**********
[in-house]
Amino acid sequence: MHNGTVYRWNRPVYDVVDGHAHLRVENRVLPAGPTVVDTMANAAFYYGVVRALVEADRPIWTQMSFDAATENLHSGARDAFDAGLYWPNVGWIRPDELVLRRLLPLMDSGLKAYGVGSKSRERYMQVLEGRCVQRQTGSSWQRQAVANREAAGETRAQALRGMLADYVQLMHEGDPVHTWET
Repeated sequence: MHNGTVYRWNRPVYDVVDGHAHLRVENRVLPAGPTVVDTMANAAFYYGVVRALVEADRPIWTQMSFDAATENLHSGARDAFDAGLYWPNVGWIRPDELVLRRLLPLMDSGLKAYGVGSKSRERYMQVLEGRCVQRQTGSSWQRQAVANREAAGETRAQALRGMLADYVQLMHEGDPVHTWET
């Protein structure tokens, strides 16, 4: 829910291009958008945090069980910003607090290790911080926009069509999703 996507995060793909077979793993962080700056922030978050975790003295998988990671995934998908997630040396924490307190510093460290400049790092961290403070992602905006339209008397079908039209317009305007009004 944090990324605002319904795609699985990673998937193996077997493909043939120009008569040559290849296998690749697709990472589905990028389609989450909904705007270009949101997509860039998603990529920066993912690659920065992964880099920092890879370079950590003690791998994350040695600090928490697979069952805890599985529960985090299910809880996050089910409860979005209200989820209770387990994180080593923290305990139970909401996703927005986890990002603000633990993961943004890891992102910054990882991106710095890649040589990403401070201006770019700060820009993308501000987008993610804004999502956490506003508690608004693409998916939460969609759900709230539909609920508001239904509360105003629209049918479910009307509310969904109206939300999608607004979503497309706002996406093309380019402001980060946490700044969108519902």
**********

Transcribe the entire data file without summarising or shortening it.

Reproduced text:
[in-house]
Amino acid sequence: MHNGTVYRWNRPVYDVVDGHAHLRVENRVLPAGPTVVDTMANAAFYYGVVRALVEADRPIWTQMSFDAATENLHSGARDAFDAGLYWPNVGWIRPDELVLRRLLPLMDSGLKAYGVGSKSRERYMQVLEGRCVQRQTGSSWQRQAVANREAAGETRAQALRGMLADYVQLMHEGDPVHTWET
Repeated sequence: MHNGTVYRWNRPVYDVVDGHAHLRVENRVLPAGPTVVDTMANAAFYYGVVRALVEADRPIWTQMSFDAATENLHSGARDAFDAGLYWPNVGWIRPDELVLRRLLPLMDSGLKAYGVGSKSRERYMQVLEGRCVQRQTGSSWQRQAVANREAAGETRAQALRGMLADYVQLMHEGDPVHTWET
């Protein structure tokens, strides 16, 4: 829910291009958008945090069980910003607090290790911080926009069509999703 996507995060793909077979793993962080700056922030978050975790003295998988990671995934998908997630040396924490307190510093460290400049790092961290403070992602905006339209008397079908039209317009305007009004 944090990324605002319904795609699985990673998937193996077997493909043939120009008569040559290849296998690749697709990472589905990028389609989450909904705007270009949101997509860039998603990529920066993912690659920065992964880099920092890879370079950590003690791998994350040695600090928490697979069952805890599985529960985090299910809880996050089910409860979005209200989820209770387990994180080593923290305990139970909401996703927005986890990002603000633990993961943004890891992102910054990882991106710095890649040589990403401070201006770019700060820009993308501000987008993610804004999502956490506003508690608004693409998916939460969609759900709230539909609920508001239904509360105003629209049918479910009307509310969904109206939300999608607004979503497309706002996406093309380019402001980060946490700044969108519902």